Only five years removed from the atomic bombs being dropped and the complete upheaval of political and social structures, Japan likely had differing views of certain events. Though the country, on the whole, had turned to pacifism and assimilated to a lot of American culture as it settled alongside them, many families lost sons in the war, had old political ties, and beliefs in the Emperor as a God. It is hard to switch those beliefs off right away, and certain generations would hold ideals and concepts differently than those born or coming of age in a post-Imperial Japan.
Thus, Rashomon functions as a fantastic metaphor for Japan’s then-current state: one in which many witnessed the same events but came out with different ideas of what happened. Buoyed by the infectious kineticism of Toshiro Mifune (as Tajomaru) and the breathtaking black and white cinematography of Kazuo Miyagawa, Rashomon also functions as just pure entertainment without any historical baggage. It is a true classic, currently rated #115 on the greatest films of all-time by users of IMDB.
If You Want More Kurosawa: Kurosawa is one of the legends of cinema, in Japan and the rest of the world. Popular Titles include Seven Samurai (1954), Throne of Blood (1957), The Hidden Fortress (1958), and Yojimbo (1961). Deeper Cuts: Ikiru (1952), The Lower Depths (1957), and The Bad Sleep Well (1960). All are available on the Criterion Channel.
In The Realm of the Senses (1976)
Director: Nagisa Oshima
Story: Set in pre-war 1930s Japan, Maid-turned-wife Sada Abe engages in increasingly more daring sexual activity with her former boss-now-husband Kichizo Ishida. As her obsessions ramp up, so does her proclivity for danger and violence. In the end, sex and death may be one and the same.
Thoughts and Analysis: The “I Know It When I See It” statement has long been applied to rebellious and controversial art. In the case of In The Realm Of the Senses, in which a tale of obsessive sexual desire is shown as graphically real, including shots of unsimulated sex and actual masturbation, one has to determine if, due to high production values and artistic pursuit of realism, one can call the film pornographic.
Oshima’s visceral filmmaking is certainly revolutionary. It is not often you see such raw sexuality up close in such pristine surroundings and with such grand cinematography. There is something almost documentary-like to seeing “normal” looking human beings engage in an activity that can sometimes be messy and awkward. However, whether it is an artistic excuse to be titillating or a pornographic way to be arty is up to the eye of the beholder.
Set in pre-war Imperial Japan in the 1930s, it certainly helps if you know where Japan was at that time to understand the upheaval surrounding the country. You had the mixture of traditional Japanese architecture and societal norms up against a technical revolution. And Oshima does show the obliviousness of the main characters to the rapid change around them.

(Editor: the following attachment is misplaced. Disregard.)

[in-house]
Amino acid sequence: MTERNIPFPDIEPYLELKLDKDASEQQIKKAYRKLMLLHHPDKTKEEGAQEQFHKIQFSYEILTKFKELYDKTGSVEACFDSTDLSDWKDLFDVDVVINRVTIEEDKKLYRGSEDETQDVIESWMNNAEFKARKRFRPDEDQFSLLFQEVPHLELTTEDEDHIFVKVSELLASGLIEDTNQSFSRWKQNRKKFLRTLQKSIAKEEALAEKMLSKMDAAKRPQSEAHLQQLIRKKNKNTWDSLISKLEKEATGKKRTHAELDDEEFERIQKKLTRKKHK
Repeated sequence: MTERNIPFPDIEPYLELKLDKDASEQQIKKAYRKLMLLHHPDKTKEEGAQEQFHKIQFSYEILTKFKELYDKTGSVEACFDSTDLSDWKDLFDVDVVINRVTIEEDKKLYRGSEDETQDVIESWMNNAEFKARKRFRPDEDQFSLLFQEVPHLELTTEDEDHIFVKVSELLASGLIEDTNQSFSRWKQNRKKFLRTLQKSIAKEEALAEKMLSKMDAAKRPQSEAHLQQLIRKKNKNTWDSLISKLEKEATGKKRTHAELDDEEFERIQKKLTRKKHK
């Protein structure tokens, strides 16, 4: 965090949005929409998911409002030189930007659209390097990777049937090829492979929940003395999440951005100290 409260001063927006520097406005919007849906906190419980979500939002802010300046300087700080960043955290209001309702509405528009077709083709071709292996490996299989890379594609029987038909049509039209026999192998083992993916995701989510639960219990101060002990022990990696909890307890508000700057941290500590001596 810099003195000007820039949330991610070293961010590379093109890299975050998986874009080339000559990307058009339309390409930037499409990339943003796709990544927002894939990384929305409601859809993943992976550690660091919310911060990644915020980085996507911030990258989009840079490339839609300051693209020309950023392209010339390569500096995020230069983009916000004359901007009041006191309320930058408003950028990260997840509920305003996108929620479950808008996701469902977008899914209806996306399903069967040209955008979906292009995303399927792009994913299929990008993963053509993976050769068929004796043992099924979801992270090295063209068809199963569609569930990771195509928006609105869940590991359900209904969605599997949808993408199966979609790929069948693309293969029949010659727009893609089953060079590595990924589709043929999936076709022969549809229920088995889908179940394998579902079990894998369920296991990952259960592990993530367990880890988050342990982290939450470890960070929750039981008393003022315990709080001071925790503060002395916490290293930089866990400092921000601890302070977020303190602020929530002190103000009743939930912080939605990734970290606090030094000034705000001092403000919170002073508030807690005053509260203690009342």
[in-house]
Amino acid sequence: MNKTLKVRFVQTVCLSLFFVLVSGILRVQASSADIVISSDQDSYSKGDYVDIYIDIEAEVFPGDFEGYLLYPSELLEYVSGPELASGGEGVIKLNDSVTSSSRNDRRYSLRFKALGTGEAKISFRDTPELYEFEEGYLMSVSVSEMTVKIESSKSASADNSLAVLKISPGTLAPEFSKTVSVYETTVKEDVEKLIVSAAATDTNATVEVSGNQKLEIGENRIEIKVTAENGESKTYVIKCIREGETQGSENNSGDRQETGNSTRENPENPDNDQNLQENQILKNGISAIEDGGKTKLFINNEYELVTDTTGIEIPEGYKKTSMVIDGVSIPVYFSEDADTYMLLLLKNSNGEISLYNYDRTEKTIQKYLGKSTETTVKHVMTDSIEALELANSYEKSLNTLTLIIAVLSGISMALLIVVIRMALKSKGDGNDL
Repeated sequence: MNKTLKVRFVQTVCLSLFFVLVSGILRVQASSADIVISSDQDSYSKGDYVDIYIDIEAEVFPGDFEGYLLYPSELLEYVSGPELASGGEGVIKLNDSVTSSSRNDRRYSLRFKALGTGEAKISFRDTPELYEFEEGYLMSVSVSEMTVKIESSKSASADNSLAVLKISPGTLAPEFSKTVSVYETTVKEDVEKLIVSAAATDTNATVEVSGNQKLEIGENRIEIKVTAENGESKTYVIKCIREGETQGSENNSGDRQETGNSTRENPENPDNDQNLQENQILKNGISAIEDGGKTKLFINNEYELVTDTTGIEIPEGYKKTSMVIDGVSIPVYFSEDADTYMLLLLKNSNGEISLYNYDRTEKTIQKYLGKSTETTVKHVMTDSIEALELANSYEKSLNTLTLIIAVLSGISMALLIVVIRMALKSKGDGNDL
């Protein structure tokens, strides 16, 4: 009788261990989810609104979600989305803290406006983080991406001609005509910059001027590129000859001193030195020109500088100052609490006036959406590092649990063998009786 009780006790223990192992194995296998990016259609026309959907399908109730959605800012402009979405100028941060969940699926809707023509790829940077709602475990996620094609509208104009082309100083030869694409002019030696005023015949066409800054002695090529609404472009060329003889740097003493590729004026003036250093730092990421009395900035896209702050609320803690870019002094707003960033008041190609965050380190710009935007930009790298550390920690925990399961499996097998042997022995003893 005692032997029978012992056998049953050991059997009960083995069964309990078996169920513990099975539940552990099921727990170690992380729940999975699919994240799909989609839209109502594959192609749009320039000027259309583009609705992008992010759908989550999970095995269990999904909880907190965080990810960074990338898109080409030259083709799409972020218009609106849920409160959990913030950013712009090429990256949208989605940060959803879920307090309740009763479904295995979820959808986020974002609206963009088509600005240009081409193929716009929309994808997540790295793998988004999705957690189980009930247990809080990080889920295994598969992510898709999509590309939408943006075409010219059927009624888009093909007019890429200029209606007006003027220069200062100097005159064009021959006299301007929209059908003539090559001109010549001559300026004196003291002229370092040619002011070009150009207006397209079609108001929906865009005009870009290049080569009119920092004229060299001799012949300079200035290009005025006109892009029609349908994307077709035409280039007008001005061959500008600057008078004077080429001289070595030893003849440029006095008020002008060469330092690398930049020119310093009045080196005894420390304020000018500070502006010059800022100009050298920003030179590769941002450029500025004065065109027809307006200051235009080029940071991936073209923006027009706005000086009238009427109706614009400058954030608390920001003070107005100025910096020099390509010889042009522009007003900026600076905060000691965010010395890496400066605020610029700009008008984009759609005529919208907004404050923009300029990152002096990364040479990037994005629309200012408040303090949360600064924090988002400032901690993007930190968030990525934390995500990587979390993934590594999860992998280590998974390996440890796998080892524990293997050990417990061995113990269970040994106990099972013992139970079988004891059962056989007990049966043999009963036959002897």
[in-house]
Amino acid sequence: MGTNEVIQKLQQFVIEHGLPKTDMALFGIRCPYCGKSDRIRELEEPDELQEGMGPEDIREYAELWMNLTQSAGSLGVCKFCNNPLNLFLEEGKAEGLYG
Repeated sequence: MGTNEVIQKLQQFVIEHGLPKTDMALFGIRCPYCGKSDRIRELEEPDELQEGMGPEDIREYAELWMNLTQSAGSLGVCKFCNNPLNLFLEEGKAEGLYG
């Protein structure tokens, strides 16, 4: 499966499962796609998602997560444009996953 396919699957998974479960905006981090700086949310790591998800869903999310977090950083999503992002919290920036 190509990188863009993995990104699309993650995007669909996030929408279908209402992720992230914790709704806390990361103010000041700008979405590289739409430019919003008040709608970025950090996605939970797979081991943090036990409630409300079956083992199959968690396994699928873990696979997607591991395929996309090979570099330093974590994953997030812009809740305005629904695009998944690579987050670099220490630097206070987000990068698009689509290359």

However, for me, I felt like there was too much sex and not enough story (or at least not a strong enough narrative throughline) to justify its existence. Though I can’t claim it is gratuitous, exactly, the story gets bogged down by a lot of repetition that involves sex. I feel like Sada Abe’s obsessions could be more subtly deployed but I’m also not a legendary filmmaker, so what do I know?
This Japanese film is still required viewing as it can’t even be shown in Japan today due to the restrictions on the depiction of sex. And, if anything, it is an aesthetic marvel, perfectly capturing the 1930s and Japan’s exotic and unique architecture and fashion.
If You Want More Oshima: A rebel of cinema, at home and abroad, Oshima’s other films might not be as sexually explicit as In the Realm of the Senses, but almost as controversial. Arguably, his most well-known film is Merry Christmas, Mr. Lawrence (1983) starring David Bowie and future Japanese directing icon “Beat” Takeshi Kitano about Allied POWs in a Japanese internment camp. Other Criterion available Oshima titles include the political Night and Fog in Japan (1960) and the sexually dense films Empire of Passion (1970) and Diary of a Shinjuku Thief (1969).
Tokyo Drifter (1966)
Director: Seijun Suzuki
Story: Legendary yakuza enforcer “Phoenix Tetsu” is on the straight and narrow, looking to move beyond the criminal lifestyle. However, sinister yakuza groups seek to exploit Tetsu’s former boss (also going legitimate) and want Tetsu either with them or out of the picture. Forced to roam Japan as a vagabond, and avoid countless attempts on his life, the “Drifter” plans his return to Tokyo to avenge those who’ve wronged him.
Thoughts and Analysis: A lot of my thoughts on Tokyo Drifter were in the introduction but I can’t emphasize this enough: this movie is cool, cool, cool! Unlike most of the other films on the list, Tokyo Drifter has no approach to realism, instead going for a mix of art-deco fantasy and pop-art insanity.